Mark Miller’s thesis makes explicit much that was implicit in the Keykos design.
The best rhetorical phrase may be Cooperation without Vulnerability
This phrase is to describe partial reliance of one software component upon another.
One software component may have several goals and some goals must rely on satisfactory behavior of another component X, a subcontractor while other goals should not.
Capabilities generally provide such patterns of partial success in the face of failure of subcontractors.
One particular failure mode that Keykos applications may be programed to survive is certain sorts of resource exhaustion wherein a subcontractor consumes too much space or too much time.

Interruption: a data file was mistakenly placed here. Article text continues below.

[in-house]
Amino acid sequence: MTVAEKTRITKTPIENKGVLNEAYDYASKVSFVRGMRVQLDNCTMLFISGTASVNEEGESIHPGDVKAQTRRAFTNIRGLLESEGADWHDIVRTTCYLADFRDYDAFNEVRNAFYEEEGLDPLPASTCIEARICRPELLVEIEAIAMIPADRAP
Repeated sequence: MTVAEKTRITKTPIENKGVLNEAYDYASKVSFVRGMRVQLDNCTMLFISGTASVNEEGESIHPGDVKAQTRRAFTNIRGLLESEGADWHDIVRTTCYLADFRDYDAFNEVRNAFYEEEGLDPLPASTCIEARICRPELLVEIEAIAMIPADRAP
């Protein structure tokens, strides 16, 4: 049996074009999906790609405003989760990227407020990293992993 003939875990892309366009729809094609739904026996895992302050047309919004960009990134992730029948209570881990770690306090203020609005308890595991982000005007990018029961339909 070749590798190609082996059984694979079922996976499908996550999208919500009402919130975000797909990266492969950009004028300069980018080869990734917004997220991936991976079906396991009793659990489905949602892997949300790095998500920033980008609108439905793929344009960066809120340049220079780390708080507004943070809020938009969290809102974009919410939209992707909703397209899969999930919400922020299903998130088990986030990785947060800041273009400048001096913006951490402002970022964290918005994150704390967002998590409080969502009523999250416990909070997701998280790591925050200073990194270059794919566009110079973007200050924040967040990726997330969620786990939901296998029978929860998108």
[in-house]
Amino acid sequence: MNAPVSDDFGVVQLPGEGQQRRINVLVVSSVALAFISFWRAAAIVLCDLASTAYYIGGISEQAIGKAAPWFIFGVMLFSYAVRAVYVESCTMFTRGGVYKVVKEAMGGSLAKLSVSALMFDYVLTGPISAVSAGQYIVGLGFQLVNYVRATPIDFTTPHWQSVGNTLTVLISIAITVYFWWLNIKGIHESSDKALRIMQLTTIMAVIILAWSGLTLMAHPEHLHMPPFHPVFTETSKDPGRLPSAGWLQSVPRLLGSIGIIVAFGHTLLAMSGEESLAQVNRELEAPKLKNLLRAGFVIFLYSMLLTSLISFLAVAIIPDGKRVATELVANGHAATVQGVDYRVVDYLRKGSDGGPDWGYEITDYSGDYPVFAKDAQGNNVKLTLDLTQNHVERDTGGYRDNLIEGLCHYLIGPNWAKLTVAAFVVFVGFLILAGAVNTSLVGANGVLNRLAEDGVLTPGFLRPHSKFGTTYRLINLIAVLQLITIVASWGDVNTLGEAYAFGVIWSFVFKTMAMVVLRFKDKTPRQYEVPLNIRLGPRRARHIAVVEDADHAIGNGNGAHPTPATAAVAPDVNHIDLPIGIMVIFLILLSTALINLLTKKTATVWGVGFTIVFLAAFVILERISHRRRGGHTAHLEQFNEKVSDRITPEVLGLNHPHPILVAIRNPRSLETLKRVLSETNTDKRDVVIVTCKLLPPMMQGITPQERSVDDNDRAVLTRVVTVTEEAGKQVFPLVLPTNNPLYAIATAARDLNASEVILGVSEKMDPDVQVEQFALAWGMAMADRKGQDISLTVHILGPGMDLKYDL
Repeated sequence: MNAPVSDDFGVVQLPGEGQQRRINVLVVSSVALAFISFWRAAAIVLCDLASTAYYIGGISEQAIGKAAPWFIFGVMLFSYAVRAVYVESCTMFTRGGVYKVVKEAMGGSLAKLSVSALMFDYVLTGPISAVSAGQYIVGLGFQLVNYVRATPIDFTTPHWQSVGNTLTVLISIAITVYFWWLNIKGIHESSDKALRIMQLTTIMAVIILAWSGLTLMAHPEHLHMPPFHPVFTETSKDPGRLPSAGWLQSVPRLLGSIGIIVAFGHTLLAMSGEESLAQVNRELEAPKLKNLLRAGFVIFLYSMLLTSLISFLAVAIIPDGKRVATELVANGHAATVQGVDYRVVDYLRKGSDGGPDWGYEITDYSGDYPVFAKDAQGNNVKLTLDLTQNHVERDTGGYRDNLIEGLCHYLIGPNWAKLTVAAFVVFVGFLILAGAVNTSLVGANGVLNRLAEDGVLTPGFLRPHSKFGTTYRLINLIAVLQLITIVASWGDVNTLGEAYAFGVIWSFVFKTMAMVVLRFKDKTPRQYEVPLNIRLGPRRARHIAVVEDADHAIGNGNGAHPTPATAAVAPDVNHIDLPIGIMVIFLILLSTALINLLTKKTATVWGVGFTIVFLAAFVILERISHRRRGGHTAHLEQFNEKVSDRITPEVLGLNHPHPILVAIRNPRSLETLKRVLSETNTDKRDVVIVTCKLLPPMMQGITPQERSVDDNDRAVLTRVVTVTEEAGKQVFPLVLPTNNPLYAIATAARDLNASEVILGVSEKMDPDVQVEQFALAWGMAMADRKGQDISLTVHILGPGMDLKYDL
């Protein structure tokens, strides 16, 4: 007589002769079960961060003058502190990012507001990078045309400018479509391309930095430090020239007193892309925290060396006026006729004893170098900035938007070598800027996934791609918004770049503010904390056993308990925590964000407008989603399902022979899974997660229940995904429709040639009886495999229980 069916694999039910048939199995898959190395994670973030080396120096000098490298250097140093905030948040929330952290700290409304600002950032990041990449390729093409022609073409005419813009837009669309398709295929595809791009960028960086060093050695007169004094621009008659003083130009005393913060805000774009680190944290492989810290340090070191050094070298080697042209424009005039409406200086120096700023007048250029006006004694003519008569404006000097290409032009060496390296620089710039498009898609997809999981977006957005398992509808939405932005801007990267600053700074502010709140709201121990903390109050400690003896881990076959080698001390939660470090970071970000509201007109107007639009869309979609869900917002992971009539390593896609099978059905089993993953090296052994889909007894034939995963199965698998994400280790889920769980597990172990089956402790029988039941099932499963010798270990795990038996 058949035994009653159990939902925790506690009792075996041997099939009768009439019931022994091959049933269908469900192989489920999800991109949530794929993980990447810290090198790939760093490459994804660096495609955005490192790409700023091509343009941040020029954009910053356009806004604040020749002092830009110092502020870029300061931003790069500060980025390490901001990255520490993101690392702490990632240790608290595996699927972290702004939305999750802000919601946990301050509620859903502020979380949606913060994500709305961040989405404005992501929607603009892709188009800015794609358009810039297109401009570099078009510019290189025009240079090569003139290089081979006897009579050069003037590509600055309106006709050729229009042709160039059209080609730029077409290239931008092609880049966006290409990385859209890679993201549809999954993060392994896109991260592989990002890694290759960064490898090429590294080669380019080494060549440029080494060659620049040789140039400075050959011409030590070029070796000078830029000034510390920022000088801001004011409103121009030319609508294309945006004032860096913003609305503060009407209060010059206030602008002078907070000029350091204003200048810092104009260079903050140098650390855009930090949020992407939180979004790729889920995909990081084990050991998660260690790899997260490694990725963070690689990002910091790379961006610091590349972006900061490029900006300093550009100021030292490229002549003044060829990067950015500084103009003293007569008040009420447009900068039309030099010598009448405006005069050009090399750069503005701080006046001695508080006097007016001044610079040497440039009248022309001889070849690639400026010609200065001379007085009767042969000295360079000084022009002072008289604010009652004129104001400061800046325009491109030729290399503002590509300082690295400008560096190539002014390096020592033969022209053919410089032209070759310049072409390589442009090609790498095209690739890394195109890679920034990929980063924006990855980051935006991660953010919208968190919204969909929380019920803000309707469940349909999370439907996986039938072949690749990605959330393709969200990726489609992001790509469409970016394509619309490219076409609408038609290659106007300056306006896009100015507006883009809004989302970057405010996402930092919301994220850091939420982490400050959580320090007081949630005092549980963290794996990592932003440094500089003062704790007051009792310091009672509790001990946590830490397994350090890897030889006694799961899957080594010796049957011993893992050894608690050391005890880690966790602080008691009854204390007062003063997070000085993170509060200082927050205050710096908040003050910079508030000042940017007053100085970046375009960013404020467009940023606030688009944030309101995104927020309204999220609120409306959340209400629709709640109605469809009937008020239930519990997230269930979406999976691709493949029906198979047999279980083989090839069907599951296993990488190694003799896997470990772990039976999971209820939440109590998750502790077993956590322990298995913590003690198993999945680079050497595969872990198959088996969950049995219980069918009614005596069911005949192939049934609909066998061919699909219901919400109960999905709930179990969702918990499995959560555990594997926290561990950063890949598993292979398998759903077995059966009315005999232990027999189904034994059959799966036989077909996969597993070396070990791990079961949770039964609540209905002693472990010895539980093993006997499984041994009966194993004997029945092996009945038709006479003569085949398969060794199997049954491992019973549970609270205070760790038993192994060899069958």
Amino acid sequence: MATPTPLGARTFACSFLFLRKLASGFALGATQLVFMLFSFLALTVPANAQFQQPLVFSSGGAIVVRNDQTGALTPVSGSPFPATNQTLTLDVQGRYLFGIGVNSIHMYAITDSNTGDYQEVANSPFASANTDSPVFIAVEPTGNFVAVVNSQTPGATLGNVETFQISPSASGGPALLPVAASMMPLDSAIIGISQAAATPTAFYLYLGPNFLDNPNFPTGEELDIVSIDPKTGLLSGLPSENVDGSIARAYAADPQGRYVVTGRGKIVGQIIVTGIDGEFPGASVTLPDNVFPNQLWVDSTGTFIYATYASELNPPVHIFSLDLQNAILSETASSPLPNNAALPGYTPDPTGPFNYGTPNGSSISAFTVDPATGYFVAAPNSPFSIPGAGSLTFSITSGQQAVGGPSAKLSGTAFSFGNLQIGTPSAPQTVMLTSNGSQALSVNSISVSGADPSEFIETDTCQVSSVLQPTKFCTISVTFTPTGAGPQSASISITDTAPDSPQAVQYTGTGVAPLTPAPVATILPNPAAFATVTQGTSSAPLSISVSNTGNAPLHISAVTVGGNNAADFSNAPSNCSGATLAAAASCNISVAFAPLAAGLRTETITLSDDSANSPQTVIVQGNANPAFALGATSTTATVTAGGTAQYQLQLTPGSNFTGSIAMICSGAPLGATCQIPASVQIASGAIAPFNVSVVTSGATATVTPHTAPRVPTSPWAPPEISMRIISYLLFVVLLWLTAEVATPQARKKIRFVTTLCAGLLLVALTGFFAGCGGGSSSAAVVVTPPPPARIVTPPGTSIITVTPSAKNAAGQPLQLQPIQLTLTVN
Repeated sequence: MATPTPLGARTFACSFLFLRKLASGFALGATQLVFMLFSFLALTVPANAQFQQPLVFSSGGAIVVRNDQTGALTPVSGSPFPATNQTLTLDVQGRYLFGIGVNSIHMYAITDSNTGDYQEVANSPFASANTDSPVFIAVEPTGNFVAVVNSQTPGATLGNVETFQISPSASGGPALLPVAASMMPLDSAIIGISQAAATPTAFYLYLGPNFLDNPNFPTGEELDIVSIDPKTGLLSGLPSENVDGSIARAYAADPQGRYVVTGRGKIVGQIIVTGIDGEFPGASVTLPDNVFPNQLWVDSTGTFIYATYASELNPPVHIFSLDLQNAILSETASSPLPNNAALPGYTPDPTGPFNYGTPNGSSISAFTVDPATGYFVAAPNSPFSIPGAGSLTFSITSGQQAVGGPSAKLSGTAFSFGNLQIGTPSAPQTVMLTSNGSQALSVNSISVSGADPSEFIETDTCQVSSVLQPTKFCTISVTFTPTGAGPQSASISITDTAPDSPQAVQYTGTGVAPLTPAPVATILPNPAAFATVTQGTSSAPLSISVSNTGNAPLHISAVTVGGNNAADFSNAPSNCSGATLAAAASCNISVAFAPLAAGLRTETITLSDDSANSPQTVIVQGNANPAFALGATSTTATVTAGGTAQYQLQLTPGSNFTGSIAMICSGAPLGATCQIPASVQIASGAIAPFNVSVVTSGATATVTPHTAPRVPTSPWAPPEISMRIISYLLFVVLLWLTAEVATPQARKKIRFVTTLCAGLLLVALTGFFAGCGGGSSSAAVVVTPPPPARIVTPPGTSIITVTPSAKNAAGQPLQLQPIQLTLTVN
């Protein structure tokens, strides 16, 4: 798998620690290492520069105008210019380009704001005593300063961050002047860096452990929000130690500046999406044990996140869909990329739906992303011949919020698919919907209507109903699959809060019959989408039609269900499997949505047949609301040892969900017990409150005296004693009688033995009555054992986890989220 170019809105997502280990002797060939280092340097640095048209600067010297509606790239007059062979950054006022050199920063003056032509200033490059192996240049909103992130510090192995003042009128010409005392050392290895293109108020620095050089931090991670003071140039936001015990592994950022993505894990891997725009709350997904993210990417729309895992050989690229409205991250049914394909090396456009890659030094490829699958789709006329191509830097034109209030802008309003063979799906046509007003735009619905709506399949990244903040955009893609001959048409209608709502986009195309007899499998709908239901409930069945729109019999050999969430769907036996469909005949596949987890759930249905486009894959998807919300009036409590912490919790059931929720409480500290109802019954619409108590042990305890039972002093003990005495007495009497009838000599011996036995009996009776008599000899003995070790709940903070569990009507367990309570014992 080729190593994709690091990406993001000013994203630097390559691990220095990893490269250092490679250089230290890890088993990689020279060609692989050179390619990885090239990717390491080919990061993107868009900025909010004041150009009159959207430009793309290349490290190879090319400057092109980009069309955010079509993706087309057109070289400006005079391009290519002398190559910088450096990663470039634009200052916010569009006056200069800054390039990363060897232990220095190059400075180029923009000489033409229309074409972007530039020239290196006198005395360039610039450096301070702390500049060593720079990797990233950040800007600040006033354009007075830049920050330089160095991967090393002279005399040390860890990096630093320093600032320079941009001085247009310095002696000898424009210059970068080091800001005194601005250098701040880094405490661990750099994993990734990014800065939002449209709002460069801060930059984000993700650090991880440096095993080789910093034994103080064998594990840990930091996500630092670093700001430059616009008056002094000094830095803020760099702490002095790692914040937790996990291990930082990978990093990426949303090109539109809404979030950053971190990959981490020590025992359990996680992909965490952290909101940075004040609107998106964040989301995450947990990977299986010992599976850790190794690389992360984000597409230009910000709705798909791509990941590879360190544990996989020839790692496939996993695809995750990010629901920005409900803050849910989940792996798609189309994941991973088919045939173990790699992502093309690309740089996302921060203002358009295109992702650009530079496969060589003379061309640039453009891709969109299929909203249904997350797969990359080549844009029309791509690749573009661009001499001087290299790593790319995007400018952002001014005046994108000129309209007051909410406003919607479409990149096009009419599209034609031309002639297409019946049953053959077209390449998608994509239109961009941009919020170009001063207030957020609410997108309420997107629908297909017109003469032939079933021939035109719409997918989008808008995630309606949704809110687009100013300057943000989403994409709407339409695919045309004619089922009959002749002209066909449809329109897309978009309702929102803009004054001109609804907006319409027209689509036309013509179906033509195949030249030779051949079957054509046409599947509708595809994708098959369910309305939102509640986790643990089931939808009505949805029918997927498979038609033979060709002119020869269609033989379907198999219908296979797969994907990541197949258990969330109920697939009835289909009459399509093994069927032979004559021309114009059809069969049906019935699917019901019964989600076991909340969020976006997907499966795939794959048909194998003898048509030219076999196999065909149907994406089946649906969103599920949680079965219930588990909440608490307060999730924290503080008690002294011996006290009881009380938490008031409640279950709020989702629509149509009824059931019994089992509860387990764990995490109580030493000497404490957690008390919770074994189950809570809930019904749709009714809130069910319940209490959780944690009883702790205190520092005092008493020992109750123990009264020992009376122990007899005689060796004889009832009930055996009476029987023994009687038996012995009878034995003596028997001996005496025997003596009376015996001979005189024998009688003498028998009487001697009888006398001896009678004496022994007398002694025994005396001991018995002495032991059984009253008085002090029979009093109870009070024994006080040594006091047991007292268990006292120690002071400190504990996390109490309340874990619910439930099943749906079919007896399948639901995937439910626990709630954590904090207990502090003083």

The Keykos spacebank can be used to limit the space of a subcontractor but more important to ensure space for the main application component.
Likewise the meter construct can be used to reserve sufficient time.
The short rhetoric for this note is:
If a sub contractor is invoked in the classic call-return pattern, then by consuming too much space or time, all the goals of its caller may be thwarted by the subcontractor.
Keykos addressed this problem by reifying resources in sorts of capabilities.
Flexibility of space; time dependent etc.
Space and time as provided by banks and meters are perhaps an inadequate characterization of resources.